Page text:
Clippings: A little bit of biking can’t be that difficult

Some people, when they want to get to know their town, will join a club, sit in on some civic board meetings, attend church gatherings or take up reading the local newspaper. I’ve come up with a different strategy. I’m going to ride my bike on every street and road in the town of Middlebury, where I live.
I don’t know how many miles this will cover, and haven’t a good idea how long it will take (though I’m expecting to wrap it up before Labor Day), but I’m looking forward to seeing some sights and gaining some insights into the area and into myself.
The idea is not original and it comes a bit late in that I’ve lived here for a decade. But I’ve found that I really am not getting the exercise I need, and they say that having a goal is a good motivator to getting one to actually put in the work. Not dying doesn’t seem to be much of a motivator for me — pretty abstract. Team sports are hard for me because I spend most of my time either working or with my family, and, despite my deadline-driven occupation, I’m really not that good at getting places on time. And when I’m not working or with my family it is a pleasure to simply spend some time in my own head, and biking is a great way to set yourself apart and just listen.
I’ve had the notion to do this for several years. A college friend, Steve Cook, wanted to get to know the city where he landed a couple years after graduation, so he decided to run every block in the little California town where he was attending medical school. Maybe you’ve heard of it — San Francisco. I’m pretty sure he finished it, and he amassed lots of stories about all the interesting things and nice people he saw while slogging mile after mile after mile. My knees long ago told me that my running days were over, but biking does not appear to put nearly as much stress on them, so physically this quest shouldn’t be a problem. And I look forward to seeing lots of interesting things and maybe a few nice people.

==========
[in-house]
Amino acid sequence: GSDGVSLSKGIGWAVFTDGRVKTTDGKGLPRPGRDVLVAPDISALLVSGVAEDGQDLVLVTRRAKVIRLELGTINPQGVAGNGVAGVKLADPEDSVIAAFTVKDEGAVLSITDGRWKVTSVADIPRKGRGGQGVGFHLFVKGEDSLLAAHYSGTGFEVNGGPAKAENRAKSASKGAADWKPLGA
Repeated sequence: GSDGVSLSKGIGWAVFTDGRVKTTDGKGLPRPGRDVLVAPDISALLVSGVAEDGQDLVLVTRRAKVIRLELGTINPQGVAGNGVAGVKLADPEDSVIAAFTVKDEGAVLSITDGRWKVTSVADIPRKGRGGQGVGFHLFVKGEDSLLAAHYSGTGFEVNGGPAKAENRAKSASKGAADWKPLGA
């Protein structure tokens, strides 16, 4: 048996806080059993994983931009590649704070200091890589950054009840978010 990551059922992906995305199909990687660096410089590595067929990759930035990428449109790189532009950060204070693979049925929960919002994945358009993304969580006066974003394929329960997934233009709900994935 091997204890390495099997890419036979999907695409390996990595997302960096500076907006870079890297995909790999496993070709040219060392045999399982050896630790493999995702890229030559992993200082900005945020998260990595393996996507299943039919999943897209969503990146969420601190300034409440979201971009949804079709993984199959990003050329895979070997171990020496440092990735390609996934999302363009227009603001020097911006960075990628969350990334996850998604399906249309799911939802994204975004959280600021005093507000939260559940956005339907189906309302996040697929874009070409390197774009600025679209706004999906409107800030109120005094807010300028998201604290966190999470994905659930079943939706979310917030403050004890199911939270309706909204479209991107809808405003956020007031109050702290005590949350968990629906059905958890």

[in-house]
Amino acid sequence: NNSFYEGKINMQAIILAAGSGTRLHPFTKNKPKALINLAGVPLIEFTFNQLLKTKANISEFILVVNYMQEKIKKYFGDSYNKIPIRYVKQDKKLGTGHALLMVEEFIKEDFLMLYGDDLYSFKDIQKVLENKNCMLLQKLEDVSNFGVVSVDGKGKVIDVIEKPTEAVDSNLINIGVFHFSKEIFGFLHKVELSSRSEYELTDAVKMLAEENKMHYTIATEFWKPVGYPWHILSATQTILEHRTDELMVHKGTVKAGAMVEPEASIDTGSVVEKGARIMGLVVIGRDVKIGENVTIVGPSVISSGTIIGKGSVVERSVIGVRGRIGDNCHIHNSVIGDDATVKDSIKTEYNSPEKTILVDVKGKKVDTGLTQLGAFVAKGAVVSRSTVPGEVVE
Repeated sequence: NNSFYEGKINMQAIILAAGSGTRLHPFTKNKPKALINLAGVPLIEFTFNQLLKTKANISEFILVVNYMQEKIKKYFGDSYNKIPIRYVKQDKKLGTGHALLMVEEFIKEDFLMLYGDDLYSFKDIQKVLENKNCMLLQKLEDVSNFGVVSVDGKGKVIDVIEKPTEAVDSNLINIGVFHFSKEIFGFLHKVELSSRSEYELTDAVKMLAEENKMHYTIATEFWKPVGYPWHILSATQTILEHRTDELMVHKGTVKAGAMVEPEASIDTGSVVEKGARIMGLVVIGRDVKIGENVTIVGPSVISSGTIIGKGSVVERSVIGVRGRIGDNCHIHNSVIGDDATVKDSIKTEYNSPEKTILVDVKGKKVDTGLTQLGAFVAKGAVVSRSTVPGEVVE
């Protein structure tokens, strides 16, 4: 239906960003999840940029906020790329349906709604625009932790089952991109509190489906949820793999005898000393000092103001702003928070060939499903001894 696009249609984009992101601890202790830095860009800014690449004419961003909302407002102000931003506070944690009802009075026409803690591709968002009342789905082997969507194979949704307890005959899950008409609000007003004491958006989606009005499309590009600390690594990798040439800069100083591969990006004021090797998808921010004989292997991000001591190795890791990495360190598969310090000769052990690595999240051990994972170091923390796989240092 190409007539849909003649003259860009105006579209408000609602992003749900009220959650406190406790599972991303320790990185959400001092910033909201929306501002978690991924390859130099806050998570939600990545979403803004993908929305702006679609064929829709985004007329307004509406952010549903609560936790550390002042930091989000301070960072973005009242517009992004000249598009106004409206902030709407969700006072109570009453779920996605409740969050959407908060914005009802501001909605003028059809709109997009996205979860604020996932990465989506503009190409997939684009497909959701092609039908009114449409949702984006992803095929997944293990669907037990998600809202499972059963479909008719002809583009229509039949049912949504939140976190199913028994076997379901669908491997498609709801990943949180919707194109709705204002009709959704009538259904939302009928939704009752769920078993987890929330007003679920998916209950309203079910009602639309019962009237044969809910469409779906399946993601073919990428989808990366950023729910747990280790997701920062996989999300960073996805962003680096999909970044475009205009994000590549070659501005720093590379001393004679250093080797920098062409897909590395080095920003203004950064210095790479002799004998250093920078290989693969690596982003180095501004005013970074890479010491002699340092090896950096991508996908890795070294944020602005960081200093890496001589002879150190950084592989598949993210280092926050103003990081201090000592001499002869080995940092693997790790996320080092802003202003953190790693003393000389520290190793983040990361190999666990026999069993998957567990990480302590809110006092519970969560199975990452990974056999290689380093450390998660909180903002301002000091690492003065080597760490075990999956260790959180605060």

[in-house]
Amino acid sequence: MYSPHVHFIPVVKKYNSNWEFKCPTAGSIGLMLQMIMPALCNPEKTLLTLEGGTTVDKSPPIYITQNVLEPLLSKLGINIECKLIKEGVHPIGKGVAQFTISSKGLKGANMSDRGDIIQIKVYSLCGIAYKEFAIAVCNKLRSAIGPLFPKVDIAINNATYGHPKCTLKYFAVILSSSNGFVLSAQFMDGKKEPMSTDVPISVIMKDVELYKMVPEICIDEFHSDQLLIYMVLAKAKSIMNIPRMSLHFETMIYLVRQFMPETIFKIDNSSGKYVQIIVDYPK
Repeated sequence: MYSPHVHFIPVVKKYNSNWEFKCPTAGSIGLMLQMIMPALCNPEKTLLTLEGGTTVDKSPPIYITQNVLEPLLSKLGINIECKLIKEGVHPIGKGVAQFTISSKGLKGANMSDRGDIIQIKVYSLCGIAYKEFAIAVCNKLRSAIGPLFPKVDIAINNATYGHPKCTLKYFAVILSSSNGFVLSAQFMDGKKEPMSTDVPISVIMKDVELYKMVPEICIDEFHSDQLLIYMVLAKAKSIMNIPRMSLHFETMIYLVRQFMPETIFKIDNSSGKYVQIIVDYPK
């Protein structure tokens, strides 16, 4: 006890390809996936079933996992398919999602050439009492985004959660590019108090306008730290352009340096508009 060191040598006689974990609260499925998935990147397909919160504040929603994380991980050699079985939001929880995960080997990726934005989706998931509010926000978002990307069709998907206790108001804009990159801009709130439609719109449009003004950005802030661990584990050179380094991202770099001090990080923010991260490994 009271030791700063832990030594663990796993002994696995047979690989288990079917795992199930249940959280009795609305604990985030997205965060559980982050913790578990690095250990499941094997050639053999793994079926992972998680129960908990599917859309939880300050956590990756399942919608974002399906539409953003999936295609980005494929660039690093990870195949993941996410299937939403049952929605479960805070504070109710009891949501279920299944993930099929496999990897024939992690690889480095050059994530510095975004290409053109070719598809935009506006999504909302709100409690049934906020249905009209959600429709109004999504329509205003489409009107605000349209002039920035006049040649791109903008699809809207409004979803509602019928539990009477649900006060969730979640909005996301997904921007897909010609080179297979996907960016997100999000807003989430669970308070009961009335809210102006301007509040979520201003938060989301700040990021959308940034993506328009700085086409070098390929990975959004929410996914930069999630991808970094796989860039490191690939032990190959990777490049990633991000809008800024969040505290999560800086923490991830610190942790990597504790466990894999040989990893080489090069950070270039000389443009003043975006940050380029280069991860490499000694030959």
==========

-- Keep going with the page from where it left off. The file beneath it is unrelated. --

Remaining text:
In my younger days, running was always a great way to see and get to know a place. I attended a semester of classes in London with a college group, and I have always believed that I got a different, and perhaps fuller, perspective on the city than other Americans in the group because I ran from place to place so much that I built up a different mental map of the city than those who took the underground everywhere or those who never went much of anywhere at all. I expect that my mental map of Middlebury will also be enriched by seeing every mile of every road at the leisurely pace of a bike ride.
And leisure is the operative word here. I’d love to be the guy who rides a hundred miles every Saturday or who conquers every gap in the Green Mountains on his Scott Plasma Premium or Cannondale SuperSix. Time and money — a shortage of both — are two reasons I’m not that guy. There are probably lots of others. I’ll have to think about it while I’m wheeling out South Street Extension to see where the heck that road ends up.
Another reason I set this goal is that I think it will give me a reason to learn a little more about posting things on the Internet. I’d love to learn more about setting up and populating a website, and having a personal site to experiment on seems like a good start. I often run across or hear about nifty little widgets and data presentation tools for the web, but I can’t really put half-baked and semi-completed ideas on addisonindependent.com. So I’ve set up my own website. Picking a theme for the site was a challenge (I’m not quite enough of a navel-gazer to make that theme just “ME!”), but now I can just make biking around Middlebury the theme. It’s a WordPress site and it’s free; I don’t know how far I can take it. Check it out at bikingmiddlebury.wordpress.com — but don’t hurry over, I’m just getting it started. Give me a week, or better yet, a month.
This project has the added advantage that there is a predictable beginning, middle and end. The beginning was this past Saturday, when I set out on my first ride of the journey. I went the entire length of my street — Drew Lane is one block long — covered a bit of Butternut Ridge Drive, Mead Lane, Case Street (oh dear, should I call it Route 116?), all of Cobble Road, some of Munger Street and all of East Munger. Carelessly I forgot to tag North Forty Road, which is a small spur off Case Street, er, 116; I’ll have to go back to that.
The middle of this project is when I’ll have the website up and running smoothly, have got a regular habit of posting updates and have some real progress to show. The end will be obvious — when I ride the last block of the last street in Middlebury. I’m planning to post a map charting my progress, and photos, maybe a video, possibly some historical background on things I see, artwork inspired by a ride … who knows. Look for my posts at addisonindependent.com on the right side of the home page under the “From the blog” heading. And follow the links to bikingmiddlebury.wordpress.com. How hard can this be?

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